There has been a murder in Ankh-Morpork, which at first glance is not unusual. But the nature of the murder intrigues Commander Sam Vimes and Captain Carrot of the City Watch. Their investigation of the case, aided by new forensics expert Cheery Longbottom, exposes an ambition that could plunge the whole city into chaos. Once again, Sam Vimes and his officers are the thin blue line between order and chaos in a city where it's hard to see where the one ends and the other begins at the best of times.
Feet of Clay is the nineteenth Discworld novel and the third to focus on the Ankh-Morpork City Watch, following the excellent Guards! Guards! and Men at Arms. Once again, the City Watch must rally to solve crimes and stop a threat to the safety of the city, through a combination of Commander Vimes's cynicism, Carrot's good-natured optimism, Colon's stoic experience, Detritus's massively impractical siege weaponry, Angua's nasal intuition and, er, whatever it is Corporal Nobbs does. The Watch is here reinforced by new arrival Cheery Longbottom, a dwarf forensics expert with something approaching a secret.
You might expect the novel to be predictable - the City Watch sub-series is, at least in potential, Pratchett's most procedural sequence of books - but as usual Pratchett takes some delight in wrong-footing expectations. This is still a funny book, as Colon's close encounter with a psychotic lunatic of diminutive size and then a very angry bull can attest, but there's more of a serious side to it as well. Existential debates on the rights of sentient beings when no one can agree if they're sentient form a key part of the story as well, as Pratchett introduces the Discworld's golems, here used almost as robot slave labour until it turns out that they can think and feel, after a fashion, which raises thorny ethical questions.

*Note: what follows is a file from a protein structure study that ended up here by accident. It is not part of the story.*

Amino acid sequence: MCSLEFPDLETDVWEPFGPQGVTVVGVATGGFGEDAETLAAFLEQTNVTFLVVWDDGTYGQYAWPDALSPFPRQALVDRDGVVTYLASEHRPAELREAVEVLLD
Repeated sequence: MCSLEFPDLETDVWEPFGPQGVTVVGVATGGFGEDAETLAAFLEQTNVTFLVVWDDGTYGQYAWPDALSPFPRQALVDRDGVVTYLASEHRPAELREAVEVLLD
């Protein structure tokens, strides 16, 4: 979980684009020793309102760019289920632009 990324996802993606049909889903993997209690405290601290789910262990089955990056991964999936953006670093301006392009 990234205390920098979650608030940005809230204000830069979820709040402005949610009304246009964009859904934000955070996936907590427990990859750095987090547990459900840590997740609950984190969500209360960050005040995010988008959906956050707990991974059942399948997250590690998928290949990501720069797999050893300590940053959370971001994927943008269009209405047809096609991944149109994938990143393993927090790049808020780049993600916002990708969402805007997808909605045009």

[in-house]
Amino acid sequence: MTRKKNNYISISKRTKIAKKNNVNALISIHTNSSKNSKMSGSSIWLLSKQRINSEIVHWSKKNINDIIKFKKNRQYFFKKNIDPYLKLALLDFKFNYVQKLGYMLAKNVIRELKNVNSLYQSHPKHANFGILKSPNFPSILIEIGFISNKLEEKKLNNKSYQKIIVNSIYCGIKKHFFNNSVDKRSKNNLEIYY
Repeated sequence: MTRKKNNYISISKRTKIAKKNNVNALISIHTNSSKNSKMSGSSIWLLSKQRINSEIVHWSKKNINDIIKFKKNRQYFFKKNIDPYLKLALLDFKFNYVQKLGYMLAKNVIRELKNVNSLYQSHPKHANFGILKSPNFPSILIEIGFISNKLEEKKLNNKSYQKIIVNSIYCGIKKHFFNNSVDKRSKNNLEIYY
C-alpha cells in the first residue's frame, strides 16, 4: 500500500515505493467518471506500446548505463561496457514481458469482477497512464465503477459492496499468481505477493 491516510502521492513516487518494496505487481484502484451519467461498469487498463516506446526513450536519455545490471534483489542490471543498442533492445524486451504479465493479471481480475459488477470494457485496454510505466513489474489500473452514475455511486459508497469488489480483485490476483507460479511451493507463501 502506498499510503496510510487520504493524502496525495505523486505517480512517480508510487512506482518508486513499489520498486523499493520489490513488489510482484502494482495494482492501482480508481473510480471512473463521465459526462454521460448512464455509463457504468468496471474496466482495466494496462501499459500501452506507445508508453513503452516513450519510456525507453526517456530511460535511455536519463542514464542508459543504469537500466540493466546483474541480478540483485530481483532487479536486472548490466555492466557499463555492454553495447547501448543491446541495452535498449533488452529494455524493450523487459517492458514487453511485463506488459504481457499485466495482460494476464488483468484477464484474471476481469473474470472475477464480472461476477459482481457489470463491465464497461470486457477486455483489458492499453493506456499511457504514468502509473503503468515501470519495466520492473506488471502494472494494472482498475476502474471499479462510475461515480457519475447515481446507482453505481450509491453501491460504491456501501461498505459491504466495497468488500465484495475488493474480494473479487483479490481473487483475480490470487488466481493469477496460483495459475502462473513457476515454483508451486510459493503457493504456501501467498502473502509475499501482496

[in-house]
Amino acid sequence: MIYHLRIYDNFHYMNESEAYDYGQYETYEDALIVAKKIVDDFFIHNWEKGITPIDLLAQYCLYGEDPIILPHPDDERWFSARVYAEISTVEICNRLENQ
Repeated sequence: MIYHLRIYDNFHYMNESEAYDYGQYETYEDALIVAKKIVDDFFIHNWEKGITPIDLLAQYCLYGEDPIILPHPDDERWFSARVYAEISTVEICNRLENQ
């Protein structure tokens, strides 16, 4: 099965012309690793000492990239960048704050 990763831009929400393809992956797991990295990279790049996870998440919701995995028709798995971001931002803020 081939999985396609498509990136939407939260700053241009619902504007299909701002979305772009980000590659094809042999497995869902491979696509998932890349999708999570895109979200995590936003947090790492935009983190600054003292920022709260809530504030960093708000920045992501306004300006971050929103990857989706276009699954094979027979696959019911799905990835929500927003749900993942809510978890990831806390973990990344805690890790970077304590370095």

The book is also marvellously, intricately constructed. Some other Discworld books feel like Pratchett has aimed an Idea Cannon at a wall, blasted out whatever came to mind and then assembled the resulting narrative morass into something resembling a coherent plot. That worked extremely well for some novels and not as well in others, but Feet of Clay definitely feels more pre-planned and structured. There are more distinct character arcs, not just for Vimes but for Carrot and Angua's relationship, new recruit Cheery whose quiet confidence over gender expression rapidly sparks a cultural revolution among the city's dwarfs, and even for series stalwarts and standbys Nobby and Colon. The former gets drawn into what feels like a Game of Thrones subplot, whilst Colon - distressingly several weeks from retirement - has a solo mini-adventure that he was not expecting.
There's even foreshadowing at work here, as Vimes visits his childhood neighbourhood and we get the feeling of unspoken secrets about his background. These will, eventually, give rise to one of Pratchett's great masterpieces in Night Watch, but that's still quite a few books off.
Feet of Clay (*****) is one of the best Discworld novels, if not quite at the absolute-best tier of Small Gods and Night Watch. It's well-constructed, naturally funny whilst supporting more serious ideas, and as marvellously characterised as Pratchett at his best. It deepens the worldbuilding of Ankh-Morpork, the Greatest Fantasy City of All Time™, and sets the stage for intriguing developments to come. The novel is Pratchett at his best: erudite, thoughtful and smart, creating a work where fantasy, satire and detective elements meet perfectly. The book is available in the UK and USA.